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Sikhism,[1] Founded on the Teachings of Guru Nanak Dev And

Sikhism,[1] Founded on the Teachings of Guru Nanak Dev And

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Sikhism
,
founded on the teachings of  Guru Nanak Devand ten successive Sikh Gurus(the last one being the sacred textGuru Granth Sahib) in fifteenth century Punjab, is thefifth- largestorganized religionin the world.
This system of religiousphilosophyand expression hasbeen traditionally known as theGurmat(literally
the counsel of the gurus
) or the SikhDharma.
Sikhism
originated from the word
Sikh
, which in turn comes fromtheSanskritroot
 meaning "disciple" or "learner", or 
śikṣa
meaning "instruction".
The principal belief of Sikhism is faith in
—represented using the sacred symbol of  
, theUniversalGod. Sikhism advocates the pursuit of salvation through disciplined,personal meditation on the name and message of God. A key distinctive feature of Sikhism is anon-anthropomorphicconcept of God, to the extent that one can interpret God as theUniverseitself. The followers of Sikhism are ordained to follow the teachings of the tenSikh gurus, or enlightened leaders, as well as the holy scripture entitled the
,which,along with the writings of six of the ten Sikh Gurus, includes selected works of many devoteesfrom diverse socio-economic and religious backgrounds. The text was decreed byGuru GobindSingh, the tenth guru, as the final guru of theKhalsa Panth.Sikhism's traditions and teachings are distinctively associated with the history, society and culture of thePunjab. Adherents of Sikhism are known asSikhs (
students
or 
disciples
) and number over 23 million across the world.Most Sikhs live inPunjab in India and, until India'spartition,millions of Sikhs lived in what is nowPakistani Punjab.
 
o
o
o
o
o
o
Philosophy and teachings
TheHarimandir Sahib,known popularly as theGolden Temple, is a sacred shrine for Sikhs.
The origins of Sikhism lie in the teachings of Guru Nanak and his successors. The essence of Sikh teaching is summed up byNanakin these words: "Realisation of Truth is higher than allelse. Higher still is truthful living".
 Sikhism believes in equality of all humans and rejectsdiscrimination on the basis of caste, creed, and gender. Sikhism also does not attach anyimportance to asceticismas a means to attain salvation, but stresses on the need of leading life as a householder.Sikhism is amonotheistic religion.
In Sikhism, God—termed 
niraṅ
kār 
,
akāl 
, and
alakh
. The beginning of the first composition of Sikh scriptureis the figure "1"—signifying the universality of God. It states that God is omnipresent and infinite, and is signified by the term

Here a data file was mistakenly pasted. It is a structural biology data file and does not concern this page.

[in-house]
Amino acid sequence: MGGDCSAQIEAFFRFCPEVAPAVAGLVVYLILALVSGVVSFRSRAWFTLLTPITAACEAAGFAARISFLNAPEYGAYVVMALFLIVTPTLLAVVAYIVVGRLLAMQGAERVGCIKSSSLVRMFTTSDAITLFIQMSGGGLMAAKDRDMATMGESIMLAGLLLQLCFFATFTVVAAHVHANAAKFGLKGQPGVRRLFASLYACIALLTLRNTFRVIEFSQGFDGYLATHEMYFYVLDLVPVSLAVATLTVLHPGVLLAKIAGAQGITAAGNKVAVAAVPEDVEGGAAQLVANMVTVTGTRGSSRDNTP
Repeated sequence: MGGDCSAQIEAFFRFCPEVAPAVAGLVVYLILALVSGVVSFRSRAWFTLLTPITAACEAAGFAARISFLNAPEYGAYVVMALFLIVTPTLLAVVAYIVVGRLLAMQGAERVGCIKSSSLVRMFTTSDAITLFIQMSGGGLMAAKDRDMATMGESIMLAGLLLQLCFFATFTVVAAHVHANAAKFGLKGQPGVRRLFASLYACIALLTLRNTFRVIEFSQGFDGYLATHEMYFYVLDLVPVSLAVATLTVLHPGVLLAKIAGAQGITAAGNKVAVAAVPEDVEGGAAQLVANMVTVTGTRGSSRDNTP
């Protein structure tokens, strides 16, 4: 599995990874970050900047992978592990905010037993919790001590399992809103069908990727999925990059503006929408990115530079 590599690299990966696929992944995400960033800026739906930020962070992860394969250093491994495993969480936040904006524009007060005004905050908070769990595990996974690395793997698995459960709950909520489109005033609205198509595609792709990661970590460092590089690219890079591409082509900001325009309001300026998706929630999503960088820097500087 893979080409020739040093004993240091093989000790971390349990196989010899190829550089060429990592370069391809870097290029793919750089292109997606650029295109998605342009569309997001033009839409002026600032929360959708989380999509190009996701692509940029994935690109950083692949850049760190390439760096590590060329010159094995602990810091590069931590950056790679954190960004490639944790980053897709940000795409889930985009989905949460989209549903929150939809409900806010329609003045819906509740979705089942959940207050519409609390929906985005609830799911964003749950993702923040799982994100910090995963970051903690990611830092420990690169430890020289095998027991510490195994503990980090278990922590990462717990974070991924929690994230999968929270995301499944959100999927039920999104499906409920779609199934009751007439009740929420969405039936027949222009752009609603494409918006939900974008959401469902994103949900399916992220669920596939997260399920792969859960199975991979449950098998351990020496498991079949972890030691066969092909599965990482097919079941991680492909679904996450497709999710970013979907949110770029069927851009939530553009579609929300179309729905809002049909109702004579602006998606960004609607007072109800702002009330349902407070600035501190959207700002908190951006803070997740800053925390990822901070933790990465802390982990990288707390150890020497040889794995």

.
Sikhs believe that before creation, all that existed was
 
God and Its 
 (will or order).
When God willed, the entire cosmos was created. Fromthese beginnings, God nurtured "enticement and attachment" to 
, or the human perceptionof reality.
While a full understanding of God is beyond human beings,
 Nanakdescribed God as not whollyunknowable. God is omnipresent (
) in all creation and visible everywhere to thespiritually awakened. Nanak stressed that God must be seen from "the inward eye", or the"heart", of a human being: devotees mustmeditate to progress towards enlightenment. Guru Nanak Dev emphasized the revelation through meditation, as its rigorous application permits theexistence of communication between God and human beings.
God has no gender in Sikhism,(though translations may incorrectly present a male God); indeed Sikhism teaches that God is"Nirankar" [Niran meaning "without" and kar meaning "form", hence "without form"]. In addition,Nanak wrote that there are many worlds on which God has created life.
Pursuing salvation and khalsa
A Sikh man at the Harimandir Sahib
Nanak's teachings are founded not on a final destination of  heaven or hell,but on a spiritual union with God which results in salvation.
 The chief obstacles to the attainment of salvation are socialconflicts and an attachment to worldly pursuits, which commit men and women to an endlesscycle of birth—a concept known as
.
—defined as illusion or "unreality"—is one of the core deviations from the pursuit of Godand salvation: people are distracted from devotion by worldly attractions which give only illusivesatisfaction. However, Nanak emphasised māyā as not a reference to the unreality of the world,but of its values. In Sikhism, the influences of ego, anger ,greed, attachment,and lust—known as the
Five Evils
—are believed to be particularly pernicious. The fate of people vulnerable to theFive Evils is separation from God, and the situation may be remedied only after intensive andrelentless devotion.
Nanak described God's revelation—the path to salvation—with terms such as
nām
(thedivine
Name
) and
 (the divine Word) to emphasise the totality of the revelation. Nanakdesignated the word
guru 
(meaning
teacher 
) as the voice of God and the source and guide for 

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